Campaign group SAVE Britain’s Heritage has been given an appeal date for its legal challenge to the government’s decision not to call in Renzo Piano’s Paddington Cube
Construction work began this week on the controversial £825 million ‘floating’ glass office complex, which will replace the Edwardian former Royal Mail sorting office (by Henry Tanner) next to Paddington Station.
Opponents of the 14-storey Paddington Cube building – including SAVE, the Georgian Group and the Victorian Society – had urged then Communities secretary Sajid Javid to hold an independent public inquiry into the scheme.
But Javid, who was promoted this week to home secretary in a cabinet reshuffle, temporarily halted the planning process with an Article 31 direction, before handing the green light to the controversial project.
SAVE argued that Javid should have set out his reasons for the refusal, in line with government policy. However, in November 2017 the High Court dismissed the application for a full judicial review into why he didn’t order a public inquiry into the scheme.
Now the group has been granted permission to challenge this ‘government failure’ at the Court of Appeal on 19 July.
Marcus Binney, executive president of SAVE, said: ‘An essential part of this [inquiry] process is that the Secretary of State gives reasons when he declines to hold an inquiry.
’This was established policy, announced through Parliament but was changed by civil servants without any announcement and even more surprisingly without telling ministers.’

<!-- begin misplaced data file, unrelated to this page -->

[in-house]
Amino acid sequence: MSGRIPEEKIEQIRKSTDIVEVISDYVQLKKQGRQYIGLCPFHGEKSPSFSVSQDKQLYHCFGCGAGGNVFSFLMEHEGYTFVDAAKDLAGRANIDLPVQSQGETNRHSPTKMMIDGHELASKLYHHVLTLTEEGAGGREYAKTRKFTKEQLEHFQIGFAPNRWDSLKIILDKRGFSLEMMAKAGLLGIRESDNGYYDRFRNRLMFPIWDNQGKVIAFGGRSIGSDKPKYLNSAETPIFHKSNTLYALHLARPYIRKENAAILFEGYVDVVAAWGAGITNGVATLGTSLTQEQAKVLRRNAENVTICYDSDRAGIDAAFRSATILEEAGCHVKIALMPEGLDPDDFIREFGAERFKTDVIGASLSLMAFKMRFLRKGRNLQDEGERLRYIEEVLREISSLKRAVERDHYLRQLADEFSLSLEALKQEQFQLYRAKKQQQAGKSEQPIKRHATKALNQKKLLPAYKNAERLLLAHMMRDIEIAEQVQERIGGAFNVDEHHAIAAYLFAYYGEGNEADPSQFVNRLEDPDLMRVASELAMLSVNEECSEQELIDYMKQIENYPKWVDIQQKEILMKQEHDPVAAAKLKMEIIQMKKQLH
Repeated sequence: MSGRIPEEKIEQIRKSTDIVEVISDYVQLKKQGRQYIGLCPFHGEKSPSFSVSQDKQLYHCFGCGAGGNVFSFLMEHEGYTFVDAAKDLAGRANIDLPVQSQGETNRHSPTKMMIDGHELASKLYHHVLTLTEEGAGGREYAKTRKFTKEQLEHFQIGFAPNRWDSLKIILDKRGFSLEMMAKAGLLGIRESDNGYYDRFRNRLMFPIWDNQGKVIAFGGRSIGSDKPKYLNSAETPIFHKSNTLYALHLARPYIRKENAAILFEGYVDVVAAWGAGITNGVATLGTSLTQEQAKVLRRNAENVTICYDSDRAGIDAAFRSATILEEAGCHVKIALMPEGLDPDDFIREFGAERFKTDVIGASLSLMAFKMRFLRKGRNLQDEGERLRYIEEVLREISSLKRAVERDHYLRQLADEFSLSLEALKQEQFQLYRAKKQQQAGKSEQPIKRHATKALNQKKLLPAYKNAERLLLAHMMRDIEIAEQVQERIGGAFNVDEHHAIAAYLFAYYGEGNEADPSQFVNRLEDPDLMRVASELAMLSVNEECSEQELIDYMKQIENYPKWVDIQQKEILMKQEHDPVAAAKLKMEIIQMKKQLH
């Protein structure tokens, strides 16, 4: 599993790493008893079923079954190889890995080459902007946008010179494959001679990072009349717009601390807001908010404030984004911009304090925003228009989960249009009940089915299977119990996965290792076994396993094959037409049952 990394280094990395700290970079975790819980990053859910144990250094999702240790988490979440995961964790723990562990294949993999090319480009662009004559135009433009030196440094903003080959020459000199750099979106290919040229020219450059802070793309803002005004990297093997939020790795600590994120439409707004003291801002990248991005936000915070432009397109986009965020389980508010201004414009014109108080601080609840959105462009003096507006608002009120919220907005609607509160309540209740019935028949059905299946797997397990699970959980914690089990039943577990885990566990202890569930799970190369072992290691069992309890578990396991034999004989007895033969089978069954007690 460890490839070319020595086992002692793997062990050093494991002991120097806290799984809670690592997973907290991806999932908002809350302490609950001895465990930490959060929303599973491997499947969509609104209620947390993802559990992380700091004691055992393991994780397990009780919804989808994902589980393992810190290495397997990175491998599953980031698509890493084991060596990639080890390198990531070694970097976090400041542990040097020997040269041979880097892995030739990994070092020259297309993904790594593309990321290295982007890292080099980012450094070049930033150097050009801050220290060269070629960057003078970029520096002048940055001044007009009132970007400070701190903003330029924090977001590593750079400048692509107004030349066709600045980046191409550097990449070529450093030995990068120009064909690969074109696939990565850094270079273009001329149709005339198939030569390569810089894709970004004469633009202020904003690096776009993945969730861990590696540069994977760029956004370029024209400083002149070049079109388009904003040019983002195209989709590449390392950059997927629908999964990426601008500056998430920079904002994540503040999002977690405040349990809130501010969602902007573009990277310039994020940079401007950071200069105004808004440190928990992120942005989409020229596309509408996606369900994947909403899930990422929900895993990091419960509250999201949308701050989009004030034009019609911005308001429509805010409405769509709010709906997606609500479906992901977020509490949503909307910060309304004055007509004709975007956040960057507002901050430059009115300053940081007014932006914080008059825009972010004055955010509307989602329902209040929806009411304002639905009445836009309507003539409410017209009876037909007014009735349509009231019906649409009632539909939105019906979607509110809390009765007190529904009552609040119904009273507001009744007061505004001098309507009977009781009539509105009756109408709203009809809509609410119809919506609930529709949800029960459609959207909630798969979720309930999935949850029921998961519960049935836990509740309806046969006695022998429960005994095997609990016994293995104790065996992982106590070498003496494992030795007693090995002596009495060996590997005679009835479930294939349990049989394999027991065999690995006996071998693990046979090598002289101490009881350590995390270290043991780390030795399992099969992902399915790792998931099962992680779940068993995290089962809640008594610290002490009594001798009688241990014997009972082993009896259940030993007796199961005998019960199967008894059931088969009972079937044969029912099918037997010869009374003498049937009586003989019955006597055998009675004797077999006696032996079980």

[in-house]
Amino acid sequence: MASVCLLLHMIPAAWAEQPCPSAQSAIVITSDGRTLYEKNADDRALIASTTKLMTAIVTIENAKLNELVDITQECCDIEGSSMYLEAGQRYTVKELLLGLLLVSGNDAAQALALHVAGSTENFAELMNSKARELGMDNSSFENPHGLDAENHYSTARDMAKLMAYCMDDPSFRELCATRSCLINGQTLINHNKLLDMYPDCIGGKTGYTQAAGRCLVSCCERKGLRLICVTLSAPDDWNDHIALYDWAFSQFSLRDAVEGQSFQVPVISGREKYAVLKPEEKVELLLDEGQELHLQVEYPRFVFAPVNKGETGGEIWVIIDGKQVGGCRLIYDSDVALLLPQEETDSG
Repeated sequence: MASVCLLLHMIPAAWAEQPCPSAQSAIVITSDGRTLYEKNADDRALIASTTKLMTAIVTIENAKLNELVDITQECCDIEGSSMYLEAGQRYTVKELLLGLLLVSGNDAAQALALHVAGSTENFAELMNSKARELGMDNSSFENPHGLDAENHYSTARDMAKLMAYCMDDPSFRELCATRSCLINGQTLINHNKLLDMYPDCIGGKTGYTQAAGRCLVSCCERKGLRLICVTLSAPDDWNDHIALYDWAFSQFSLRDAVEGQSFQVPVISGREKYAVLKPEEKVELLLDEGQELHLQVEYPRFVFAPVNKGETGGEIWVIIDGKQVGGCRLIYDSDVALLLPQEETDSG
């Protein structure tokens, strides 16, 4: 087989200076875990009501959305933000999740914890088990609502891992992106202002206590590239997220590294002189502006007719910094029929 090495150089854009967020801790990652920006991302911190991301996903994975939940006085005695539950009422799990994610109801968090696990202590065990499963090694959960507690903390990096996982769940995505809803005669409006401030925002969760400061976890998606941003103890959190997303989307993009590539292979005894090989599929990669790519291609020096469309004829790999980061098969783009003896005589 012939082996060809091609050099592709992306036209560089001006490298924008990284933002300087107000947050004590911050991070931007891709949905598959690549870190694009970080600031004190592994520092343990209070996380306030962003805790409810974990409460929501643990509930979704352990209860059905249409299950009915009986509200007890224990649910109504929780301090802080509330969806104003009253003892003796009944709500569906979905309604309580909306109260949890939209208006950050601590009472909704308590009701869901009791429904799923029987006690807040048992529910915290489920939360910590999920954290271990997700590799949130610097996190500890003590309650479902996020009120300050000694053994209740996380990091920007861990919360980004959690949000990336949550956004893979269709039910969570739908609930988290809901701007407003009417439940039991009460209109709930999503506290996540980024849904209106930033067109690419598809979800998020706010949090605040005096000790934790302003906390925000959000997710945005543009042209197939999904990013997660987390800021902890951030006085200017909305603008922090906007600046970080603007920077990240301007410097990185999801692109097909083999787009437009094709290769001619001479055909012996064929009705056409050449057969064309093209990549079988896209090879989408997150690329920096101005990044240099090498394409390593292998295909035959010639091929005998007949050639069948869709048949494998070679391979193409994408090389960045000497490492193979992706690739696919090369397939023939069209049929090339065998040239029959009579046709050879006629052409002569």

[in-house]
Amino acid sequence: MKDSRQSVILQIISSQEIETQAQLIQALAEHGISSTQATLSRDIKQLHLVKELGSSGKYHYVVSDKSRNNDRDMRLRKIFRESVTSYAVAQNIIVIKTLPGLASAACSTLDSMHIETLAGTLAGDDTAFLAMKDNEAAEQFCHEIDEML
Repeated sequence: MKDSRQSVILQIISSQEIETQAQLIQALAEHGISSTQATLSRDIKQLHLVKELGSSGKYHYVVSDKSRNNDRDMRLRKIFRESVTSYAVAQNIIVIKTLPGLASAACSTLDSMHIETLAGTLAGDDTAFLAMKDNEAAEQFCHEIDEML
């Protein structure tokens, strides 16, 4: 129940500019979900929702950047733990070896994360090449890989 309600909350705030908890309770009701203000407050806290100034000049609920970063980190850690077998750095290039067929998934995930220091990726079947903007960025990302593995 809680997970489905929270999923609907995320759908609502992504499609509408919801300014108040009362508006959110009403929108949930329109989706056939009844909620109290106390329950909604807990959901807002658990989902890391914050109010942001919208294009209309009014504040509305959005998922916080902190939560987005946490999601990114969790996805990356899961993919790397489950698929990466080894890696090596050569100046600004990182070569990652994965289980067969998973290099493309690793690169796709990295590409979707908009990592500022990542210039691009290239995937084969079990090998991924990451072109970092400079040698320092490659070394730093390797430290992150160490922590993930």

Granting permission for the appeal, Lord Justice Lewison said: ’The question whether the Secretary of State may adopt a policy which does not conform with his published policy is an important one, and this ground of appeal has a real prospect of success.’
But in a blow to the campaigners, the judge refused to allow the group to continue with its challenge to Westminster Council’s 2016 decision to grant planning permission, meaning construction work is expected to continue.
Henrietta Billings from SAVE said the campaigners were turning their attention to the decision-making process and transparency within government.
She said: ‘We hope our challenge will clarify the law and make sure ministers make public their reasons for decisions, so that individuals, community groups and anyone interested in government decision making will have the opportunity to understand and scrutinise decisions around public inquiries.’
The Cube was proposed by developer Sellar and owner Great Western Developments after plans for a previous Renzo Piano design, the 72-storey ’Paddington Pole’, were dropped following strong local opposition.
Demolition of the former Royal Mail sorting office will start later this year. The Paddington Cube – branded Paddington Square by the development team – is due to be handed over in 2022.